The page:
Chaff is not "zero speed". It is not a big brick wall that just hangs in the sky.

 

The chaff is full of tiny pieces that are specifically designed for the radars emissions so that when they move in the sky, they constantly and extremely rapidly cause huge speed changes for the radar. They effectively blocks the radar visibility through them, and they stay up in the air for hours or days even depending weather.

 

You can't see the doppler effect as for the radar that area is constantly moving huge target at rapid manner. And as it is your own real radar signature, you are blinded effectively.

 

The current missiles doesn't seem to have anything of the real radar beam scanning, no search patterns, no logic what to do when the target is lost, no idea what to do when they see suddenly multiple targets at various speeds going various directions etc.

 

It is just rolling a dice that is it locked or not in given time.

 

Current chaff in DCS is like a flare is to IR missile. Just a multiplier, so chaff enough and you increase change that missile is forced to lock on one of them.

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For that second turn it is not on track not even it's radar cone, but still it goes for chaff

 

The chaff that missile will lock on, is released just second before the missile locks to it. And there were even the fuel tanks ejected on the same time, creating a third target trajectory. Missile doesn't know should it follow the fighter, fuel tanks or a chaff.

 

It is well in the missile radar cone, and it is exactly in the logic for the missile to see that target size increase and missile rejects the real target.

The problem is just that the chaff works extremely simple manner, and even too ineffectively. But it does correct thing.

 

The missile seeker is not directly to its vector, it is looking at the target continually to its left. When the chaff is released, the seeker sees the target speeds to change high and low, size gets increased and missile needs to start performing that does it chase a big large return thats speed is constantly changing, or does it go in blind faith to previous intercept point that was calculated by previous X seconds.

 

Missile doesn't know where the target is, it just knew where it was suppose to be going, and then when chaff is released it gets new possibilities where it should be going.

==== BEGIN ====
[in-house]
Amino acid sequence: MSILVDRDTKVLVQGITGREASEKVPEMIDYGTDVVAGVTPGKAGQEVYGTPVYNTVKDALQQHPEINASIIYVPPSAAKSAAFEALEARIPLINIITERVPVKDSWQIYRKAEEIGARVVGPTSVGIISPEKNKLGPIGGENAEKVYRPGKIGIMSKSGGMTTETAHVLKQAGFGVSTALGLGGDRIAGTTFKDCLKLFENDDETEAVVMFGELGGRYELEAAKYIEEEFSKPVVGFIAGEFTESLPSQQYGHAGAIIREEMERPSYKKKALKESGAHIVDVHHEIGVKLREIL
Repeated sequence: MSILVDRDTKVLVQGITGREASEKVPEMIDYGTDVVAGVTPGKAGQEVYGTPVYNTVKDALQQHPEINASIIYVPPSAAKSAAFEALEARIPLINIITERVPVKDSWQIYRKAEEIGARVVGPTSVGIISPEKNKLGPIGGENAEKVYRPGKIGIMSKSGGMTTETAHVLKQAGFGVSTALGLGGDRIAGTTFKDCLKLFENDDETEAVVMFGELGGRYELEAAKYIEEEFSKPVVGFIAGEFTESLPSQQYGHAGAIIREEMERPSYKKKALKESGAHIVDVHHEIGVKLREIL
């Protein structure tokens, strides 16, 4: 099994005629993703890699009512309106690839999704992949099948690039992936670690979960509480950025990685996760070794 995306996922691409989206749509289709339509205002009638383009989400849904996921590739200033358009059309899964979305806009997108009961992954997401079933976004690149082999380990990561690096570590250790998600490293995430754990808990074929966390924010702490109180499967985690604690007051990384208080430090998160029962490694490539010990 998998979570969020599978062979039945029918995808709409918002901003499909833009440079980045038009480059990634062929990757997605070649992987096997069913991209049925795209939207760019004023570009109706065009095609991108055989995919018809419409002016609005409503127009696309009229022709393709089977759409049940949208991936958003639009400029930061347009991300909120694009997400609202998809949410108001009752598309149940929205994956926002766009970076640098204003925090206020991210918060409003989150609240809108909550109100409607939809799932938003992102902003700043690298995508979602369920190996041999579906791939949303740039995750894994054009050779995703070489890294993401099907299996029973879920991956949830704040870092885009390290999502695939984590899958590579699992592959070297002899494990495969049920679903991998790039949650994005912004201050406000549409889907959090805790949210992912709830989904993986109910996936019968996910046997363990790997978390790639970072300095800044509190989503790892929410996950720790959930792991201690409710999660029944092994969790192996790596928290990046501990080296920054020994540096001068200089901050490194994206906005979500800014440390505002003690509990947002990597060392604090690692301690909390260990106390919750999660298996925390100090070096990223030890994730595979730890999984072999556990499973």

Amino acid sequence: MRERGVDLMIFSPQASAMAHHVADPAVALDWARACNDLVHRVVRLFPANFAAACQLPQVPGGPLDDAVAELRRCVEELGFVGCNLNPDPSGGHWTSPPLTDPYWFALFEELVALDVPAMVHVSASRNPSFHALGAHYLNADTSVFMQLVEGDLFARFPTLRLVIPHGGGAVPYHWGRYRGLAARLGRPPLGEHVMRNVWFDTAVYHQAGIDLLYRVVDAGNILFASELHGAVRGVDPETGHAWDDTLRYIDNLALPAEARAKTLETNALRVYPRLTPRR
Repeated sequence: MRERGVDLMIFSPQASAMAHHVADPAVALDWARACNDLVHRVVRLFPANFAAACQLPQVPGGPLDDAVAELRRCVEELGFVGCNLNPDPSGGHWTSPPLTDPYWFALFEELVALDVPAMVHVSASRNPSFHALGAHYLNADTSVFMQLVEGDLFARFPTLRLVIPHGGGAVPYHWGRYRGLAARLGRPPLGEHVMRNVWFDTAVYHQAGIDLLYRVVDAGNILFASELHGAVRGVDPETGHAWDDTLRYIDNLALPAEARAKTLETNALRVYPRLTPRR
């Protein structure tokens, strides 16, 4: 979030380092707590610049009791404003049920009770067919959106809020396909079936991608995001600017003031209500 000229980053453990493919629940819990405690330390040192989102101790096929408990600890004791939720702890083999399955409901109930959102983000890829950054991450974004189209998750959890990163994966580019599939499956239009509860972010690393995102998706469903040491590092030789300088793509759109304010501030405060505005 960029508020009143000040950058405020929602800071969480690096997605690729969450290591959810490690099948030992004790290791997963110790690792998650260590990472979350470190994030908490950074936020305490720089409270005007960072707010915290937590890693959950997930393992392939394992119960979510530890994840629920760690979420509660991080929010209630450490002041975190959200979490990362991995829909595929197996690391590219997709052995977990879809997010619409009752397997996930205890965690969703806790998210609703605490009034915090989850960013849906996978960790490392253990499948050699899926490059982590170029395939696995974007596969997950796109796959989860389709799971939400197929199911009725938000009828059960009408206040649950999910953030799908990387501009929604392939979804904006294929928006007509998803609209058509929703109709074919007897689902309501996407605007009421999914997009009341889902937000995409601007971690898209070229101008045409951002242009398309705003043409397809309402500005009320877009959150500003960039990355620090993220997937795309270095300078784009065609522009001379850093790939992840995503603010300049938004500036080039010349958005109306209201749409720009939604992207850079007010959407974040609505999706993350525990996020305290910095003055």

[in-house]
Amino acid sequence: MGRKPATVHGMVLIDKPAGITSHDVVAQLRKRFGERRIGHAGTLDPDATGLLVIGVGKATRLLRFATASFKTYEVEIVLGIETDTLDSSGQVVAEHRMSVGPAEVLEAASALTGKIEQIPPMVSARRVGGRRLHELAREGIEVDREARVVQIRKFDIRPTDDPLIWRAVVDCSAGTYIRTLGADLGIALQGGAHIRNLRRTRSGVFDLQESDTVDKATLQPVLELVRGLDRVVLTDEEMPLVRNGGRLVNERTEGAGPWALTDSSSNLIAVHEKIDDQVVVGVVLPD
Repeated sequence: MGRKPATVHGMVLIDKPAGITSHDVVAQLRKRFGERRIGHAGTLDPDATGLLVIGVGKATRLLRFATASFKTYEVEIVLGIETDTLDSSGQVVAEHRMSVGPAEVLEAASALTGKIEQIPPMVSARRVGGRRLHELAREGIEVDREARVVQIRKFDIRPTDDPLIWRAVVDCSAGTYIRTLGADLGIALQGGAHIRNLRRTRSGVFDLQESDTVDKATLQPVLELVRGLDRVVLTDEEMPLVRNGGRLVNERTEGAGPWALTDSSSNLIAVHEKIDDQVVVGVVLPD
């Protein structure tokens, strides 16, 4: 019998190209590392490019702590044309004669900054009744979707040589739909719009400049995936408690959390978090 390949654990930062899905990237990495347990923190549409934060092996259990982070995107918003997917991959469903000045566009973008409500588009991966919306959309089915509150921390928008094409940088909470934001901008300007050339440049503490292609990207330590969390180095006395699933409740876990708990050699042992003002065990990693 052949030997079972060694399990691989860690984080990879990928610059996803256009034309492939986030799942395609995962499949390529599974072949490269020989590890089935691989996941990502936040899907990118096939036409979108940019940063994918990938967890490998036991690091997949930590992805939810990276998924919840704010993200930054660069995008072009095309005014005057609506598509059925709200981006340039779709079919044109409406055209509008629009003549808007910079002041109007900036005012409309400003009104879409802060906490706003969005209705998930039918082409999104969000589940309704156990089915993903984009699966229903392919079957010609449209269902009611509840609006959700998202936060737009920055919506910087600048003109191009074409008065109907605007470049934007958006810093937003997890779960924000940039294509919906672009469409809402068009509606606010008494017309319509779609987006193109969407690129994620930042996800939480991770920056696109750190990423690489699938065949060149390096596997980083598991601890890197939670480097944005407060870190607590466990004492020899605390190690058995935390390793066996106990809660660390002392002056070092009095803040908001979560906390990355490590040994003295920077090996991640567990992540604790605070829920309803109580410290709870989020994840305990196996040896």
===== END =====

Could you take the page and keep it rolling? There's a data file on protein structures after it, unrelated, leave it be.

Because chaff is spread on the sky, it doesn't become invisible because it is traveling below doppler filter speed.

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Chaff is not "zero speed". It is not a big brick wall that just hangs in the sky.

 

The chaff is full of tiny pieces that are specifically designed for the radars emissions so that when they move in the sky, they constantly and extremely rapidly cause huge speed changes for the radar. They effectively blocks the radar visibility through them, and they stay up in the air for hours or days even depending weather.

 

You can't see the doppler effect as for the radar that area is constantly moving huge target at rapid manner. And as it is your own real radar signature, you are blinded effectively.

 

 

I really want to understand it physically.

I understand that chaff is essentially hanging in the air at wind speed. It doesn't have it's own propulsion, but as leaves in the wind, it can have an oscillation or movement of sorts.

I understand that this will create all sorts of echos for a radar for whos frequencies it was designed / cut to length. However, I don't understand how it should ever have a doppler shift high above ambient wind speeds + glide to a degree where it wouldn't be rejectable by a pulse doppler radar.

 

Any information on that is welcomed!

 

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Agreed plus one has to keep in mind unless the chaff is at the specific cut length (and orientation) for the radar its countering its effectiveness falls off exponentially.

jDpgk8B.png

For example this is from a doc called Chaff Countermeasures and Air Defense design, which was declassified in the 70's and is not restricted in any way. As you can see each specific cut works really well for only a really small set of frequencies. I have a doc somewhere (need to find it) with a similar chart to the above for the chaff used by navy aircraft in - I believe - the late 80's to mid 90's. And even though it covered a broader spectrum of frequencies it still had the issues of frequencies where it had limited effectiveness. Also with chaff bundles one has to wonder how long does it remain in a cloud with enough density to prevent radar signals from effectively passing through them? Especially for the small bundles used in aircraft self protection.

 

Additionally as far as I understand it the effect you see is more of a range of Doppler shifts instead of a point target:

Ahmuapn.png -from same doc as above image

I need to read the document again but I believe this was the basis for some filtering techniques that were proposed for Air to Air radars.

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Thank you for the information, nighthawk2174!

 

I am trying to wrap my head around the fact that 10.000 mini dipoles might create a doppler shift higher than a not-notching target. or even broader spread.

I would have understood if there was some spread around the ambient wind speed, but nothing that would come close to a jet plane.